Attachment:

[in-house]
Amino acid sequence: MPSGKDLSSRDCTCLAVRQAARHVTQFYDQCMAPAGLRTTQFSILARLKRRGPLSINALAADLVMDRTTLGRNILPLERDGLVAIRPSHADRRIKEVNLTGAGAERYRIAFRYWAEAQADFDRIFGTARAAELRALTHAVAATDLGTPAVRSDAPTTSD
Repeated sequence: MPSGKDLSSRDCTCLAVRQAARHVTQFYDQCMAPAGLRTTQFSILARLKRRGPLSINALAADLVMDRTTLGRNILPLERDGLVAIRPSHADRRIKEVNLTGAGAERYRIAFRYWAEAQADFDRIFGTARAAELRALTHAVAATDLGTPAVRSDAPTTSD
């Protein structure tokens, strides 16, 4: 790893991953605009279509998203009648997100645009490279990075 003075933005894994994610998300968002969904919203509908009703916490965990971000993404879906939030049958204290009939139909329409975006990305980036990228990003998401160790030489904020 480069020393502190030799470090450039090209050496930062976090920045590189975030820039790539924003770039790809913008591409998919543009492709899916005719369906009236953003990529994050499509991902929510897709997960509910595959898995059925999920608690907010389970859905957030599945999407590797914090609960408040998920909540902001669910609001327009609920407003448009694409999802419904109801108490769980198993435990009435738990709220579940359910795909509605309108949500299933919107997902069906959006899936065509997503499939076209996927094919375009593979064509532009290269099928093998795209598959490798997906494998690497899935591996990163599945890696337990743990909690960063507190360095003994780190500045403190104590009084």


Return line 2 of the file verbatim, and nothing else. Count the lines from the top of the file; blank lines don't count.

Amino acid sequence: MPSGKDLSSRDCTCLAVRQAARHVTQFYDQCMAPAGLRTTQFSILARLKRRGPLSINALAADLVMDRTTLGRNILPLERDGLVAIRPSHADRRIKEVNLTGAGAERYRIAFRYWAEAQADFDRIFGTARAAELRALTHAVAATDLGTPAVRSDAPTTSD